Most liberals are ignorant about a lot of things — history, economics, and language to name a few.
But it is an understanding of human nature for which liberals are most ignorant of all. How else do you explain the idiotic policy in the Los Angeles School District that now bans student suspensions for defiance?
In a South Los Angeles classroom, a boy hassles a girl. The teacher moves him to the back of the room, where he scowls, makes a paper airplane and repeatedly throws it against the wall. Two other boys wander around the class and then nearly come to blows.
“Don’t you talk about my sister,” one says to the other. The teacher steps between them.
When she tries to regain order, another boy tells her: “Screw you.”
It’s another day of disruption on this campus in the Los Angeles Unified School District, which has been nationally hailed by the White House and others for its leadership in promoting more progressive school-discipline policies. The nation’s second-largest school system was the first in California to ban suspensions for defiance and announced plans to roll out an alternative known as restorative justice, which seeks to resolve conflicts through talking circles and other methods to build trust.
The shift has brought dramatic changes: Suspensions districtwide plummeted to 0.55% last school year compared with 8% in 2007-08, and days lost to suspension also plunged, to 5,024 from 75,000 during that same period, according to the most recent data.
The district moved to ban suspensions amid national concern that they imperil academic achievement and disproportionately affect minorities, particularly African Americans.
But many teachers say their classrooms are reeling from unruly students who are escaping consequences for their actions.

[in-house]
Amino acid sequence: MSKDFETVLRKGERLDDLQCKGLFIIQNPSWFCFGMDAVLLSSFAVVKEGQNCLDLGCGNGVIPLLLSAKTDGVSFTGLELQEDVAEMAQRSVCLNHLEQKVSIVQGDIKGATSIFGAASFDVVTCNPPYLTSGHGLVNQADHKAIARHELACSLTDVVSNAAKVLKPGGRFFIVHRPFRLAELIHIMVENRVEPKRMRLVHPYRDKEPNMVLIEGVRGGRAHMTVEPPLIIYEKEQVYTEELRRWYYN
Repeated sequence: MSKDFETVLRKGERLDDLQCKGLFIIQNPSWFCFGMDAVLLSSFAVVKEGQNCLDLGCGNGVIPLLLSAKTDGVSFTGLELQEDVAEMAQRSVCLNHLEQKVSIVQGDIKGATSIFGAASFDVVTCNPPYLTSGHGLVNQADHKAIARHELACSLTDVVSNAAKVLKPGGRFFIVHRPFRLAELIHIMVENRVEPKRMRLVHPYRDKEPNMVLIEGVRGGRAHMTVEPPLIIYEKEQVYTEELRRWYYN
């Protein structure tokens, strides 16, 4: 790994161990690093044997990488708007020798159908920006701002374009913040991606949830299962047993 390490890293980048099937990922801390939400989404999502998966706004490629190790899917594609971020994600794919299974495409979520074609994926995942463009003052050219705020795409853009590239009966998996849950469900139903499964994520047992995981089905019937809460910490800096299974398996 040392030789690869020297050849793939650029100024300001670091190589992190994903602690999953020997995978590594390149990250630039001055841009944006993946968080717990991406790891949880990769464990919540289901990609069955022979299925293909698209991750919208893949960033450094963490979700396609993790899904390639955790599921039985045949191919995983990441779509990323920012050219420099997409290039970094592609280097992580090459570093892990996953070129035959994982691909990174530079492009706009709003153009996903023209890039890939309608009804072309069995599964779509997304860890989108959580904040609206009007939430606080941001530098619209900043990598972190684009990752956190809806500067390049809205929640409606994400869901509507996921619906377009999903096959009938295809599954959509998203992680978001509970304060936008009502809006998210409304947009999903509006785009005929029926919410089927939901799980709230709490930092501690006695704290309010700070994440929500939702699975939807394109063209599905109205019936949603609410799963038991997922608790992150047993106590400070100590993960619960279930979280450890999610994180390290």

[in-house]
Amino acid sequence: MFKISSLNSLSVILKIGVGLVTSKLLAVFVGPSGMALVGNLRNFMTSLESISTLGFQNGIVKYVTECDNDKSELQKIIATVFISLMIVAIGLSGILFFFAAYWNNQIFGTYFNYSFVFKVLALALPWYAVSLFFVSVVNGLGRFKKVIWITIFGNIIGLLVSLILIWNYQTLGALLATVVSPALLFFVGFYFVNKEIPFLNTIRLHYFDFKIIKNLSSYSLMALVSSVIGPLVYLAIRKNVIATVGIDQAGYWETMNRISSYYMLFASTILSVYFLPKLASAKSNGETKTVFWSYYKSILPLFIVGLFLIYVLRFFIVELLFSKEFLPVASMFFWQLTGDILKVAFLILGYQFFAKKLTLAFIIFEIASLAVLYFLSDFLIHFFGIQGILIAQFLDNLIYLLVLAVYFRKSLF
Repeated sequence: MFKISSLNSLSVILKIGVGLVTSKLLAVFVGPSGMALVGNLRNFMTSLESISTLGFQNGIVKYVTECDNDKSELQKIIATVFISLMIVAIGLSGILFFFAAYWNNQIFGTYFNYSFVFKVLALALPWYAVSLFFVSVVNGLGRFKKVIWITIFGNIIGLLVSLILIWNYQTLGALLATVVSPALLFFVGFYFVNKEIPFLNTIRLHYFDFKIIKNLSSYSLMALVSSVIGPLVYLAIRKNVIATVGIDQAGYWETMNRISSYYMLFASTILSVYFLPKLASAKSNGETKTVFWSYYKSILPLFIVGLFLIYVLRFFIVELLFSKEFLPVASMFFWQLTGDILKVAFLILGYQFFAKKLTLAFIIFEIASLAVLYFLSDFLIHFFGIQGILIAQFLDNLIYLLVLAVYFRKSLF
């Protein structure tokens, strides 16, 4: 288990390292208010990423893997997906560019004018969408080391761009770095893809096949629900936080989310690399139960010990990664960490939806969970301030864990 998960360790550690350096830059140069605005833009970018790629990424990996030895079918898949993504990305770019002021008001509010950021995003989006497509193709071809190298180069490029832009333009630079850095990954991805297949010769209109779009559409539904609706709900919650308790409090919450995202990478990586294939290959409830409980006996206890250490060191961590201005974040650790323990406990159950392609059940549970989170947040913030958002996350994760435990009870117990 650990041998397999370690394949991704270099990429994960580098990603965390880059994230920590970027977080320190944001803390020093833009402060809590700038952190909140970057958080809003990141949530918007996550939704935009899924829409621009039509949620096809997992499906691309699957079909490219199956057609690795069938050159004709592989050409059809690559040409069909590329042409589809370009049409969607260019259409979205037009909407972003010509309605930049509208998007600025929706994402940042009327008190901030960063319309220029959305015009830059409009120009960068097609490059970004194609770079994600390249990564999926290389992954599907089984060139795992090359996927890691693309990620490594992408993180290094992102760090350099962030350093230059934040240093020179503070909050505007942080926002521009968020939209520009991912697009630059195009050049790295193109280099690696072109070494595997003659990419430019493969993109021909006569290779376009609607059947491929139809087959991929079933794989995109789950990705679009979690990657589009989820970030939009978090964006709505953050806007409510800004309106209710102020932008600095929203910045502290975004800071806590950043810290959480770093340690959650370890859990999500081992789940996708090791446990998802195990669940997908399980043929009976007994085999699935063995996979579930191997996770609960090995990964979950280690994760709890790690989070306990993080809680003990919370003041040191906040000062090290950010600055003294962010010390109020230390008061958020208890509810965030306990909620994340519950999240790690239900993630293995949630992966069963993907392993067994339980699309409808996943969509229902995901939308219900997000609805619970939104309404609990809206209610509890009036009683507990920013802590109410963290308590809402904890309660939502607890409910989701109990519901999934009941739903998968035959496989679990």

They blame the district for failing to provide the staff and training needed to effectively shift to the new approach — and their complaints are backed up by L.A. schools Supt. Ramon Cortines. He said the new discipline policies, which were pushed through by the Board of Education and former Supt. John Deasy and which he supports, were poorly executed. He compared the implementation to the flawed effort to equip students and teachers with Apple tablets.
“I will compare it to the iPad,” Cortines said. “You cannot piecemeal this kind of thing and think it is going to have the impact that it should have. Don’t make a political statement and then don’t have the wherewithal to back it up.”
To paraphrase the Bard: “The fault, dear liberals, is not in the stars but in your nonsensical understanding of human nature.”
It’s so simple any child could explain it. Most young teens, especially boys, will test the limits of authority whenever they get the opportunity. This is not specific to blacks, or Americans, or urban, or rural, or any other sub group you can name. It is the universal human condition known as “adolescence.” And to actually ignore the fact that young people must be thunked over the head with a two by four (metaphorically speaking) to teach them that actions have consequences is balmy.
I would love to see a video of those “talking circles.” I’ll bet those disruptive kids partake in them with enthusiasm, right? What moronic nincompoop came up with the idea that these mini-thugs would respond to a lot of talk from people they don’t respect or care much about at all?
Doesn’t this sound like a program our president could get behind? It’s progressive. It’s new. It’s different.
And it doesn’t work.
I feel sorry for the teachers. But even in the worst schools, there are kids who want to learn, who want to better themselves. They’re the ones we should be feeling sorry for. They’re the ones whose education is being short circuited because administrators think it’s more important to appear stylish in disciplining kids than do what is necessary to maintain order.